Plagiarize: take and use (the thoughts, writings, inventions, etc. of another person) as one’s own.
-Oxford Canadian Dictionary
I don’t get it. I really don’t. It seems silly that I even have to mention something so evidently wrong and offensively lazy. Even before writing became a serious part of my life, I’d never considered plagiarizing someone else’s work as my own—and it’s not like I’m even a person of unwavering, virtuous ethics. Maybe it was the teachers I had growing up or the role models I followed who taught me that copying someone else’s work was wrong. I’d like to think it was just me using my own brain though; after all, who in their right mind would take credit for someone else’s work?
The reality is a lot of people. It may seem overdramatic to say that plagiarism is rampant in this technological Renaissance, but it truly is. We have copious amounts of information available to us at astonishing conveniences and it was inevitable that some people would use this resource to take advantage of others. But just like eating Taco Bell for every meal of every day, just because you can do something doesn’t mean you should.
Your own personal ethics on plagiarism aside, the whole thing is also pretty illegal. As in against the law. When you take someone else’s words and claim them as your own, without giving them the proper credit, people get angry. Just ask Elizabeth Meriwether, “creator” of the show New Girl, who’s currently lawsuit-deep with a pair of screenwriters who claim she plagiarized the show’s concept from their pilot Square One. As if the similarities between the two shows weren’t damning enough, Fox reportedly offered the writers a $10,000 settlement as soon as the lawsuit was filed. Because that’s what innocent people do: they offer thousands of dollars to make something go away. I won’t even get into the PR shitstorm that is Shia LaBeouf’s recent plagiarism antics, but you have to give him points for originality (the whole skywriting part, I mean).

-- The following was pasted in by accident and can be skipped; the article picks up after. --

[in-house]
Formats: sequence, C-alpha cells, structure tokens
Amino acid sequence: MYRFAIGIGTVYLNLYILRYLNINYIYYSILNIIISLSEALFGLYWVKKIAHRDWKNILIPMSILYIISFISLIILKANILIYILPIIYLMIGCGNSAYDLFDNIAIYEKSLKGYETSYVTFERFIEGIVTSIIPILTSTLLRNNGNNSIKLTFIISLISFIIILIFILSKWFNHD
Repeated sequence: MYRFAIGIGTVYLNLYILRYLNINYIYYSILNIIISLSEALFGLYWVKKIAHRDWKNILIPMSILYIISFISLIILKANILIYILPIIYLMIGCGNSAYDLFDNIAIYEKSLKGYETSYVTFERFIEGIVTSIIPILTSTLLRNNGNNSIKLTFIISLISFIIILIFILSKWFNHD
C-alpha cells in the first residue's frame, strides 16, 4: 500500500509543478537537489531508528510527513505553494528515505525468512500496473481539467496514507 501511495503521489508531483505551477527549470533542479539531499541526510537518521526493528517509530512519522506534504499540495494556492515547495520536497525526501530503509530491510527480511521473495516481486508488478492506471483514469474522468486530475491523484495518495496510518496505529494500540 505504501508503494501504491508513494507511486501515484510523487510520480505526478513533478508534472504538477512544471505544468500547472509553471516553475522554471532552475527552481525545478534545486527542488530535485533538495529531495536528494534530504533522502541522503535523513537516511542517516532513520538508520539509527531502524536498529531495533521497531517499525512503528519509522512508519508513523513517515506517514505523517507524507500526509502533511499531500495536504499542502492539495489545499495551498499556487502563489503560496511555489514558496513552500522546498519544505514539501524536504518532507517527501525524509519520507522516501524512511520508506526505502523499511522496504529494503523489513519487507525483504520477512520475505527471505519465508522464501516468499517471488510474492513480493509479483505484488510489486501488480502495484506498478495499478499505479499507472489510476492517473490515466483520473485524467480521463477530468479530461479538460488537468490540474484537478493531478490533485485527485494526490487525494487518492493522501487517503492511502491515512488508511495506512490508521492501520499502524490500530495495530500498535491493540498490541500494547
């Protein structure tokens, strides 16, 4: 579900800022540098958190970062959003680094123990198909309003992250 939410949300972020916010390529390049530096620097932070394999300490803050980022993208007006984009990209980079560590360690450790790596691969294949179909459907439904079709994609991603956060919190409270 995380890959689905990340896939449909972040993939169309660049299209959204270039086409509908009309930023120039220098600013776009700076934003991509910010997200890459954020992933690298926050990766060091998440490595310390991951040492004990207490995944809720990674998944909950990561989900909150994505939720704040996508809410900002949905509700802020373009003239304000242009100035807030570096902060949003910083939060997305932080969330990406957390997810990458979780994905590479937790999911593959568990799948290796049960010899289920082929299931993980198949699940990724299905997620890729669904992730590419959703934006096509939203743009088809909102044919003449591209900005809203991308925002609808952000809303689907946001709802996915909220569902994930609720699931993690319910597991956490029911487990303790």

Let’s bring the plagiarism war back to our own home turf, though. Anyone who’s taken a first-year course (which I would assume is most of you) has undoubtedly been subjected to the concept of academic dishonesty. It’s not like people are somehow oblivious to what plagiarism is. I remember there being days where I would have back-to-back introductory classes and there would be the same section on the syllabus about what academic dishonesty is, why it’s bad, and what the consequences are. I remember thinking how distant the environment of cheating seemed to me. If I would never do anything like that, why would someone else?
Even the Other Press has seen its share of people trying to plagiarize. Someone was fired right around the time I started because they’d been taking articles from online and purposing them as their own. It seems odd to have one of the main roles of Assistant Editor be to check for plagiarism but it’s impossibly important. During my own time as Assistant Editor last year, I can recall at least three writers who attempted plagiarism and every time it was the same claim of ignorance that gave them a free pass. You ever need a dose of awkward in your day? Try sitting down a fellow writer and asking them to stop taking credit for someone else’s work.
An unfortunate fact of life is that for every profession, there are people in that field who are willing to steal other people’s work. What motivated me to write about the topic this week was an email I received from the Canadian University Press (CUP) about someone plagiarizing from an online CUP article. The writer took sections from the online version and incorporated them into a new piece. Were the sections substantive? Not really, and that’s not the point. The writer (someone with many articles to their name) knowingly took the words of someone else and didn’t give them credit for it. As much as you want to believe some people are truly unaware of what plagiarism is, they know what they’re doing when they hit copy and then follow up with a paste. I have zero sympathies for anyone who plagiarizes and I have even fewer sympathies for those who get caught.
Let me boil this whole topic down into one digestible message: don’t fucking plagiarize. It’s wrong; it’s illegal; and you’re taking credit for something another person actually worked for. If the thought of originality is something you grapple with, then maybe you’re in the wrong field.